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Sneaker Envy

Fashion News
Stand out in these Cesare Paciotti kicks.

In one of the most elegant expressions of trickle-up fashion since the grunge movement, sneakers have become almost omnipresent in designer collections. From John Varvatos to Brioni, Cesare Paciotti to Saint Laurent, footwear is adapting to a more casual lifestyle, but also retaining a brand’s essential DNA. At Los Angeles fashion and lifestyle brand James Perse, the addition of sneakers seems like a natural fit. “I saw a void between the traditional athletic brands and the high-end fashion footwear offerings, which we’re seeking to fill with our new collections,” says Perse. “We wanted to reinvent the classics with everyday wearability, quality and edge.” This season, the brand introduced the So Cal collection, offering shoes “with a modern-stealthy vibe.”

At John Varvatos, the designer focused on finishes—easily setting his footwear apart. “Shoes from the collection are robust, featuring antiqued finishes and hand-applied treatments,” explains Varvatos. “The collection achieves a genuine authenticity and continues in our theme of stylized audacity.”

Perhaps the greatest nod to the staying power and significance of the trend is its embrace by museums. “The Rise of Sneaker Culture,” an exhibition that originated in Toronto at the Bata Shoe Museum, is on view at the newly opened Speed Art Museum in Louisville, Kentucky. “Increasingly, footwear is being charged with the responsibility of conveying complex and highly nuanced social meaning,” says the show’s curator, Elizabeth Semmelhack. “In this culture, sneakers are central to increasing diverse expressions of masculinism and are also central to expressions of individuality—something which men historically have not been encouraged to reveal through dress.”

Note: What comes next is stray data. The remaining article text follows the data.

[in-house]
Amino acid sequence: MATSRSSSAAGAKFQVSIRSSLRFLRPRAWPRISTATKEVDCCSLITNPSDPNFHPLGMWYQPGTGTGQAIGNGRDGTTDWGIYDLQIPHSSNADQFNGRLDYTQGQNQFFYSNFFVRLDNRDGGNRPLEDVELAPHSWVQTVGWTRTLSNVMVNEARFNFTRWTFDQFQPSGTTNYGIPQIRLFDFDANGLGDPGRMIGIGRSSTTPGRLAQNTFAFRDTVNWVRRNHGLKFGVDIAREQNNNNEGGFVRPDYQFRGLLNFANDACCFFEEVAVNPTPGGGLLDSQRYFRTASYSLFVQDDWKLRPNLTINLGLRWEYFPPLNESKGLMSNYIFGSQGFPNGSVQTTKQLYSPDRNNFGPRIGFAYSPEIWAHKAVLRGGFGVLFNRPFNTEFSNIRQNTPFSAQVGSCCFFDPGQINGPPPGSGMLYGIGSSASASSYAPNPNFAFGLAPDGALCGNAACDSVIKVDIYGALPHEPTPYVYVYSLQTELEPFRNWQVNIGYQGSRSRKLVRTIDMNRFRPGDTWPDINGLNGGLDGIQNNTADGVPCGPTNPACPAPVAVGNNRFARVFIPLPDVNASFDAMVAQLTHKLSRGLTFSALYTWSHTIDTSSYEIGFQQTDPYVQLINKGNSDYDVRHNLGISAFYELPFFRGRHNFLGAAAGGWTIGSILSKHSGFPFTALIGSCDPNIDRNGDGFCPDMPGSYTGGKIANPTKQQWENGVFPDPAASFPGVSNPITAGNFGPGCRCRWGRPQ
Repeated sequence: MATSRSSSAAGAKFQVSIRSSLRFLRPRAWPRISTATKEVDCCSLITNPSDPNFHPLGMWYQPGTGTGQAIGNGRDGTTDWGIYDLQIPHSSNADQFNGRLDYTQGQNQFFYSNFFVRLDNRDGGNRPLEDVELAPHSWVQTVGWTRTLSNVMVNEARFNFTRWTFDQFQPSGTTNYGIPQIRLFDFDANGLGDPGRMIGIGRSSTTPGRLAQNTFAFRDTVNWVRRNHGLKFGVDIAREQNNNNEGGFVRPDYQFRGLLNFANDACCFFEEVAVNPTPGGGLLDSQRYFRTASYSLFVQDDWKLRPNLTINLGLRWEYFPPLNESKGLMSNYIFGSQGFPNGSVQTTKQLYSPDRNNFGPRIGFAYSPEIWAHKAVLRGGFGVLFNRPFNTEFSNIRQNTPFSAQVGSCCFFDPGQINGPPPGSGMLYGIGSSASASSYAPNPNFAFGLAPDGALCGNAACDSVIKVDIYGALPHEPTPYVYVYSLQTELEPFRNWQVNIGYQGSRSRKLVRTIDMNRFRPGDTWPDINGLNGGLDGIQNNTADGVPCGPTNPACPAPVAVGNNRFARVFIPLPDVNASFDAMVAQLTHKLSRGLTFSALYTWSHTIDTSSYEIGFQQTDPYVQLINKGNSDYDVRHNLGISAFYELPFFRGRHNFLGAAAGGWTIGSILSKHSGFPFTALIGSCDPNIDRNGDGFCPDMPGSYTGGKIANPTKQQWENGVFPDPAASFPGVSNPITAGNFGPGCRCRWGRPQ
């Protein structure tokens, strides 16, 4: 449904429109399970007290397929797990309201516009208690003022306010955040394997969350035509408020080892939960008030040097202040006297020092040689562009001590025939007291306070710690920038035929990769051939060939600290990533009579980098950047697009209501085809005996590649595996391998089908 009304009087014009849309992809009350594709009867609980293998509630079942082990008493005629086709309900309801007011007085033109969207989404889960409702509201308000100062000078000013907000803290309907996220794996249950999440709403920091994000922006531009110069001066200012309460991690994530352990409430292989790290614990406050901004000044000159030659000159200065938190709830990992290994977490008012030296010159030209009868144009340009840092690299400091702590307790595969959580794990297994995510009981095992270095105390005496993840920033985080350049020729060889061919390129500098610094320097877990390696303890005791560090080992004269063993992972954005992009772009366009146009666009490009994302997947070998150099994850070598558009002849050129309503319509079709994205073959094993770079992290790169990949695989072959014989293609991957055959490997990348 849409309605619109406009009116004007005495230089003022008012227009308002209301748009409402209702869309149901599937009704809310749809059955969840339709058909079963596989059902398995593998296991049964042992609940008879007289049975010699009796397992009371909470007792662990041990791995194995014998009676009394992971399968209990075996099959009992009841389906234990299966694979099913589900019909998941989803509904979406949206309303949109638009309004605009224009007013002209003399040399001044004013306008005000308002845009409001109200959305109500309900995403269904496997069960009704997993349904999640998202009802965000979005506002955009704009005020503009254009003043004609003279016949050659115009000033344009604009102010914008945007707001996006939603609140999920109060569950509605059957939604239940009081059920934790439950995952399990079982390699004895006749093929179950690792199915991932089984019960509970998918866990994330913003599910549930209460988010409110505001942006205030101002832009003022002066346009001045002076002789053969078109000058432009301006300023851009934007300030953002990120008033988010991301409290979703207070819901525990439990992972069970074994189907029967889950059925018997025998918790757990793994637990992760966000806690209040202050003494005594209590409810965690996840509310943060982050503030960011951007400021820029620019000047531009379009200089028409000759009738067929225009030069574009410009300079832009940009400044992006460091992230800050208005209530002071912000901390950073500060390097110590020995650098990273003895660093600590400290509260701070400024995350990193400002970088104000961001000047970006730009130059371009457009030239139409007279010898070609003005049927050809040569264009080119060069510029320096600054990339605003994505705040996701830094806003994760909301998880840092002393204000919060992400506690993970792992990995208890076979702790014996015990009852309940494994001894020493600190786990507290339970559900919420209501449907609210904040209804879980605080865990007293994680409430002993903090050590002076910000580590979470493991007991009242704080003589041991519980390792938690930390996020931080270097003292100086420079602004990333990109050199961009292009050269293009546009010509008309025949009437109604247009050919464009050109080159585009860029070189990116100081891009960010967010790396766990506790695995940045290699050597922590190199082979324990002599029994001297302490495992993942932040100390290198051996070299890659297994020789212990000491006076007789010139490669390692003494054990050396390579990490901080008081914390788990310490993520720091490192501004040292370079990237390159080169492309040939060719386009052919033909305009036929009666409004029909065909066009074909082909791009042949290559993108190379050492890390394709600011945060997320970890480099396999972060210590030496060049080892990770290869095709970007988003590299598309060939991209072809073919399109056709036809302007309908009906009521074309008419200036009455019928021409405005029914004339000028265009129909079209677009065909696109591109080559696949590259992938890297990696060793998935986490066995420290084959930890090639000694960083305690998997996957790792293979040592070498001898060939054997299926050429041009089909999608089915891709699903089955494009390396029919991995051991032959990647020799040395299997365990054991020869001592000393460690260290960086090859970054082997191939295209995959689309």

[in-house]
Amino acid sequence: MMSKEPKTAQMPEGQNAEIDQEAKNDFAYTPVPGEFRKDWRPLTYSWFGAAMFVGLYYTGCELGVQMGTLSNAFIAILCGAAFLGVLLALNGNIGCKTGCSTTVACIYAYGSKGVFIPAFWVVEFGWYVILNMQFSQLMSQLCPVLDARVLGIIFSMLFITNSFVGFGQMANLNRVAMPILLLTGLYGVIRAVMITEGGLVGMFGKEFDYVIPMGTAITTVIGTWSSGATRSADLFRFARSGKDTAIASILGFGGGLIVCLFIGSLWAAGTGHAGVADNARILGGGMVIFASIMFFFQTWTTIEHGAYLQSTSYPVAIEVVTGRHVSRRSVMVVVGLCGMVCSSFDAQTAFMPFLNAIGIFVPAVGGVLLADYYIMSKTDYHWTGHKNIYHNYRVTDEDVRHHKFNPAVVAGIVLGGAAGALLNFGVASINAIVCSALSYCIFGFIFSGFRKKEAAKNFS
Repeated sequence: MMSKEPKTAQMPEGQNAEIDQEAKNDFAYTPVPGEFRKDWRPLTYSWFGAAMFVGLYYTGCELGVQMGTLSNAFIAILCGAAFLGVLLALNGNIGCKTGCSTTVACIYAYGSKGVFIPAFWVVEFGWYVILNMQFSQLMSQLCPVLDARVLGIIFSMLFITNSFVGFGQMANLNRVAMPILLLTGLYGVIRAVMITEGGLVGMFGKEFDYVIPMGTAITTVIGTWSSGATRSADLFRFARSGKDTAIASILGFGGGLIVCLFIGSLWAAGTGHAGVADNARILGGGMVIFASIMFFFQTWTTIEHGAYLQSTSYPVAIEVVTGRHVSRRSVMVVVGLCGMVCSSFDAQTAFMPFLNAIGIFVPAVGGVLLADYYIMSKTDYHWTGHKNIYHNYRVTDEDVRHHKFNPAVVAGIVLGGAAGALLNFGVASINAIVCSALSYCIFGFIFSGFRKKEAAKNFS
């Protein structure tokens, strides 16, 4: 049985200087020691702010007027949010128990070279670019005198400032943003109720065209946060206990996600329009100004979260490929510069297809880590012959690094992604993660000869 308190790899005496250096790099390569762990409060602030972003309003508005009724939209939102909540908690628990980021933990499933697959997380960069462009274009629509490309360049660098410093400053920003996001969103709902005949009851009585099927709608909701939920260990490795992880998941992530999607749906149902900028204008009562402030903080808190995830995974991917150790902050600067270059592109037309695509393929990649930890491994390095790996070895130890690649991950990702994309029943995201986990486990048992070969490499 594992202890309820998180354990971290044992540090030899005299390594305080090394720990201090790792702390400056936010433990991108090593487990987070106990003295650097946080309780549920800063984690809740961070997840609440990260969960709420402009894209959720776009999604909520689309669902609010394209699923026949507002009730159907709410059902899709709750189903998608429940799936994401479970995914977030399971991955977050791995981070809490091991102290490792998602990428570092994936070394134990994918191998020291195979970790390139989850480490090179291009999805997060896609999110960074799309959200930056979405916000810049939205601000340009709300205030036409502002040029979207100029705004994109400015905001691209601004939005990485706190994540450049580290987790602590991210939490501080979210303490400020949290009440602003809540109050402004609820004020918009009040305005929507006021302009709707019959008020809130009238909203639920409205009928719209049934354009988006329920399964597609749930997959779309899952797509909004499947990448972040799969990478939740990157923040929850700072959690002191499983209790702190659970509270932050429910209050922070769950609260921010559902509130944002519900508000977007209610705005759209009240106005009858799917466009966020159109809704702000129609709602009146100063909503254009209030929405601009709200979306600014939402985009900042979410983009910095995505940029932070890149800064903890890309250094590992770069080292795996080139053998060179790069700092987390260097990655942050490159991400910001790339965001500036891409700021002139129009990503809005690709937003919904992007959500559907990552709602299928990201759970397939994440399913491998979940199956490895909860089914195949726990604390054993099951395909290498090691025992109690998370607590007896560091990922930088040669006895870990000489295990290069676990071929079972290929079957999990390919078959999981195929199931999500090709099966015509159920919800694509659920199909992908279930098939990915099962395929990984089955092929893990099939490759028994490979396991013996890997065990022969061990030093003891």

“What we choose to wear and the impact of those choices are powerful components of design,” said Sarah Schleuning, curator of decorative arts and design and managing curator of the summer show “The Rise of Sneaker Culture” at the High Museum in Atlanta. “The exhibition offered an in-depth exploration of the creativity and diversity of design within the singular typology of sneakers as well as the social significance of their evolution. The sneaker is a ubiquitous object that can be experienced and appreciated in a new way.”

Fashion bestows the power of gender expression, social status, futurism and even cultural affinity onto shoes in a democratic way. Semmelhack says, “The wide range of sneakers—from high-end collaborations to the resurgence of shoes like the Stan Smith that bring with them a kind of nostalgia—allows one to craft a very nuanced statement of self.”

 

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